An Elementary Question

I got this question this morning:

Hi Ben –

I’m new to TPRS. In the fall I will be teaching Spanish K-5 and would like to incorporate TPRS/CI. The classes meet once a week. This is a new school and position for me and I have full reign to build the elementary Spanish program. So far I read most of Ray and Seely’s Fluency through TPR Storytelling , watched Carol Gaab’s video, NTPRS Elementary Track and have started reading blogs.

School is 3 weeks away and it would be quicker to digest than a book at this point. I’m so excited to use TPRS… but I’m starting to panic a bit.

Any and all help would be greatly appreciated!

So elementary people please step up here and let’s try to get some concrete information back to this person right away. I know that we have a category here for Elementary (on the right side of this page), but in general there is sufficiently little information on this topic in one place so please add your thoughts and comments and advice below. Merci d’avance!



8 thoughts on “An Elementary Question”

  1. Once a week? That’s not enough. I ALSO have 3rd and 4th graders for 30 minutes per week and I’d say in terms of developing any fluency, it’s a waste of time. I guess what you can hope for is to get the kids excited, accustomed to TCI, and start some good habits. But again, I don’t see why that couldn’t wait until they’re older . . . IMO, I think these short classes for younger kids are a bad use of time. Any gains, any motivation, would be quickly recovered once they are older and get more time per week. Sorry to discourage. Just my feelings. And I have to live with my program, so what I have found works better with young kids, and I’ve only been doing TCI with young kids for 1.5 years, is:

    -TPR (really work the novel commands)
    -Extend TPR into short scenes
    -Drawing PQA (see Charlotte’s Wall Zoo)
    -MovieTalk – it may be hard to stay comprehensible, but at the least they’ll sit still when their attention is on a movie.
    -Storytelling with actors*

    *I’ve not been very good at applying TPRS to young grades. Storyasking, especially, can be challenging as far as classroom management. Shorter, 1-scene TCI, like OWI, may work better. It really depends on the class. This past year, my 3rd graders had much more ability to sit still and listen, than my 4th graders.

    The young ones love the Student Jobs.

    I suggest always having an easy picture book on hand as Plan B or as a filler. You don’t read the book, since it probably won’t be comprehensible unless you wrote and illustrated it, so do a “BookTalk,” which is the same procedure as a MovieTalk (point at the things in the picture and say a sentence, and then you can do some light circling – or just make it a strict read-aloud, doing your best to make yourself comprehensible).

    Catharina has provided us with plenty of insights into working with young kids – search her name on this blog and the forum.

  2. I watched an amazing lady teach young students on Schooltube under Denver Public Schools. She uses a refrigerator to get lots of reps. Someone posted the link recently but I can’t find it. Does anyone remember what that link is?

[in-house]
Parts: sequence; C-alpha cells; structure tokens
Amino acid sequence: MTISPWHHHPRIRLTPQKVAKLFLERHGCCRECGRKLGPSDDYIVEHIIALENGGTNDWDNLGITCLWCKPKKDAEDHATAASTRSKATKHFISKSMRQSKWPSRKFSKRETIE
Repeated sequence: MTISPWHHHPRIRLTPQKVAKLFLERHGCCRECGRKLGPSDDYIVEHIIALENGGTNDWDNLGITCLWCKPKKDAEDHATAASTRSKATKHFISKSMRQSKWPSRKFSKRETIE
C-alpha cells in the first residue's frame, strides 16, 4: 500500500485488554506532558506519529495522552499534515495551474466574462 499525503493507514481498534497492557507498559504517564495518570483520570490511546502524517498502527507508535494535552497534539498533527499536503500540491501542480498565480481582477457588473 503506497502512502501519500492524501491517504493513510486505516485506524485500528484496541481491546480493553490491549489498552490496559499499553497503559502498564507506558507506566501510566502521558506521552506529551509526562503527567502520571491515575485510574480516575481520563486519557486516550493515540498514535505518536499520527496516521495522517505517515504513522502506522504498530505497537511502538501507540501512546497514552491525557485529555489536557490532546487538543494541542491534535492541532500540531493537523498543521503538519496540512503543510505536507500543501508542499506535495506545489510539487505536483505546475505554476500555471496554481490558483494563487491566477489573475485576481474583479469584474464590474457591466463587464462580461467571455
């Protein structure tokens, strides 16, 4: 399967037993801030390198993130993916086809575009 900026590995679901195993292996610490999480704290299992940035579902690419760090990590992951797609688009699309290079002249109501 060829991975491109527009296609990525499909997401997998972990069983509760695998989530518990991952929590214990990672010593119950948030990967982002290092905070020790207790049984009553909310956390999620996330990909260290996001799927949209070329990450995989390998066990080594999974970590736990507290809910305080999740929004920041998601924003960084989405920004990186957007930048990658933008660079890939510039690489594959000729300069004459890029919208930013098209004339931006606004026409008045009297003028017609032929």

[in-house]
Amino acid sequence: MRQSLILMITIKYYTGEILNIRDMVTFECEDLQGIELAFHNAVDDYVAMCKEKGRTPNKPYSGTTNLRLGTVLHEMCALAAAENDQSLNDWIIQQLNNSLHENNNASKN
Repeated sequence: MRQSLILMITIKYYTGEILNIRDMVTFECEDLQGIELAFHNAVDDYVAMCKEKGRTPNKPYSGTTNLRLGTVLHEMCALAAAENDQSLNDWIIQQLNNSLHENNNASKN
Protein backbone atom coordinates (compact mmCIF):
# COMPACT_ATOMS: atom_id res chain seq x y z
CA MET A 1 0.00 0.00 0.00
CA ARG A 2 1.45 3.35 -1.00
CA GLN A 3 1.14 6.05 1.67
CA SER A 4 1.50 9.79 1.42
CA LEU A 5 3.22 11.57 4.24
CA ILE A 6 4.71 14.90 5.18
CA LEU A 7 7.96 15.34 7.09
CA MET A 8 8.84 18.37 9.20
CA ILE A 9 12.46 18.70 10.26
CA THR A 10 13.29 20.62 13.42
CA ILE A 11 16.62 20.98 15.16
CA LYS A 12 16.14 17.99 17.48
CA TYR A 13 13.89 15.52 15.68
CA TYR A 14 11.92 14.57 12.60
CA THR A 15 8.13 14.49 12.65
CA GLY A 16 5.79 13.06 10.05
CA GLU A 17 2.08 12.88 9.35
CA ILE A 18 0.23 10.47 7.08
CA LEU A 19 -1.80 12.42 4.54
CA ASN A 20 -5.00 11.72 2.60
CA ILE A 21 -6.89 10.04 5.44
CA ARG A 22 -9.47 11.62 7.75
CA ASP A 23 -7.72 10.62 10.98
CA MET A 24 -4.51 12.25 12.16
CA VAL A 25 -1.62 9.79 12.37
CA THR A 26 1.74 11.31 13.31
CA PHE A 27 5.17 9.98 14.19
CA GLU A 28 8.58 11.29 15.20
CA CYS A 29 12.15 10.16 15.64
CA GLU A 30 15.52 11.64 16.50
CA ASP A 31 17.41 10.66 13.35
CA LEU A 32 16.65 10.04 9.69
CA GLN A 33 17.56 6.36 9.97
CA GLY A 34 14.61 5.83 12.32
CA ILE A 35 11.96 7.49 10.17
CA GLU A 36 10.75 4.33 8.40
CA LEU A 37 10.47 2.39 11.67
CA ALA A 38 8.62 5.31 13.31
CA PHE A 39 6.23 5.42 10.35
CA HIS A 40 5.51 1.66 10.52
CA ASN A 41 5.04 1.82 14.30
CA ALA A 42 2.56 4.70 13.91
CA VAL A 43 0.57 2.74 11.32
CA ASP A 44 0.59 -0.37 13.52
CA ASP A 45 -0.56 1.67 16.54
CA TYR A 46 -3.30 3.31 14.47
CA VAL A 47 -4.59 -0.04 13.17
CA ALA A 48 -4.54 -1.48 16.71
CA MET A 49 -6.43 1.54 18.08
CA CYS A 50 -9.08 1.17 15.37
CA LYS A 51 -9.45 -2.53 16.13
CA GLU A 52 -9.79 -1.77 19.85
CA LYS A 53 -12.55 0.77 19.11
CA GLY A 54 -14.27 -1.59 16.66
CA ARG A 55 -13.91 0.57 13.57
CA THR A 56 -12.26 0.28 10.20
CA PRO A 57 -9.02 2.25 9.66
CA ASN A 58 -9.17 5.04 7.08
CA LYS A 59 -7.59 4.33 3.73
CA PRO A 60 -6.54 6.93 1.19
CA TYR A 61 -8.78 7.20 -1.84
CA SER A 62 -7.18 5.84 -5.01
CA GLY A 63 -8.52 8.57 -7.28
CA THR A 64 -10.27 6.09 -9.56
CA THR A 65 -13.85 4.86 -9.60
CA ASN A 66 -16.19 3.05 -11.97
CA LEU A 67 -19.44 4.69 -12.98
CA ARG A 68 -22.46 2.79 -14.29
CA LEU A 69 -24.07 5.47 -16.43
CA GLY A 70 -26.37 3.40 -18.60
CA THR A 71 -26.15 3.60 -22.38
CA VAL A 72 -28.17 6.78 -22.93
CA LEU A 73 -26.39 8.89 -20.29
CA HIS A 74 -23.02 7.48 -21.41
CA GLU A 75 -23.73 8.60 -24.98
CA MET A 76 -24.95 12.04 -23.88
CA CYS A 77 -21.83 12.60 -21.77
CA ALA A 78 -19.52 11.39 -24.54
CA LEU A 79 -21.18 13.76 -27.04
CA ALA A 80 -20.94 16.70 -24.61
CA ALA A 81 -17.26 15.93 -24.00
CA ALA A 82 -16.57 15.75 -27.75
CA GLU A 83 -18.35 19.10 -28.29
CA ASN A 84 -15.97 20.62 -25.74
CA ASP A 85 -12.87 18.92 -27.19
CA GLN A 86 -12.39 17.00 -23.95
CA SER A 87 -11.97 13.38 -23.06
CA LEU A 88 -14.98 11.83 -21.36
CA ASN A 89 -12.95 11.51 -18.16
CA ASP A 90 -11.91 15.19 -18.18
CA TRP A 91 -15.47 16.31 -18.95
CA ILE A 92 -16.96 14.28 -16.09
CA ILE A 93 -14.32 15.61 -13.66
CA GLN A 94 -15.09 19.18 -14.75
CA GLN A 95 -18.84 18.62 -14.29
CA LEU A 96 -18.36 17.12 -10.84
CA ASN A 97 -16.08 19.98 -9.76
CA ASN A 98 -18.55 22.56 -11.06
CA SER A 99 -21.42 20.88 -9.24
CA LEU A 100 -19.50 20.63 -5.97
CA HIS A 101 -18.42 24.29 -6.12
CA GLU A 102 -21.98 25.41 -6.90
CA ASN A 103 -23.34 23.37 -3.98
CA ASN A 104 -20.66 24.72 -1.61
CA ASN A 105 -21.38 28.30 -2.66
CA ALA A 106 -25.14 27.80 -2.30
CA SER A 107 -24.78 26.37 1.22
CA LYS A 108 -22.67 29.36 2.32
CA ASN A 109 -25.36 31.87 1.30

3. I worked with a small group of incoming 1st and 2nd graders during the summer. I have to say that the most challenging part was getting them to not respond, or talk period, in English (L1). So, whatever you can do to mute their English tongues, the better! Maybe have no talking rules, period?

    Otherwise, as I stole from Eric a few months ago, the idea of storytelling instead of storyasking worked well. Direct student actors as you story tell. And using activities that students like to do as the content of the story. One storytelling experience worked well where I had Paola trying to play tennis (her favorite activity) in the swimming pool where Mary likes to swim (Mary’s favorite activity).

    Oh, and when I passed out talliers to these little ones, that was way too much for them to handle. When one remembered to click the tallier, he would blurt out, “Did you get that one. The teacher just said ‘quiere’ before…. …… …..” on and on. Oh lord!

  4. There are many talented elementary TCI teachers out there: Leslie Davison, Liz Hughes and the other superstars in Denver, Annie Ewing, Michele Baker, Jason Fritze, Eric H., Diane N., Martha N., and many more. Carol Gaab has some interesting 30 mn video clips on her website Fluency Matters that are specific for little kids. If you do some research you will find elementary hand-outs from the recent conferences presented by Leslie D. Ben also posted on this blog the whole curriculum week by week for DPS elementary teachers. It will give you some ideas on how the language builds up over the year. It is specific for Spanish teachers with suggested songs-books-games etc.

    You need to understand the theory of TCI and how languages are acquired, and then slowly through trial and error, build up an inventory of simple short 3 sentence stories, keep a list of practical ideas on how to manage little kids, hands-on activities and games that suit your style.

    I basically teach the same lesson to preK+K, and 1st+2nd+3rd. Same story, same puppets, pictures, games, songs. They are all beginners and need massive repetitions. I may write more words on the wall with the older kids, read a little, and build longer sentences, but basically I have 1 lesson plan for all the grades. It keeps me sane.

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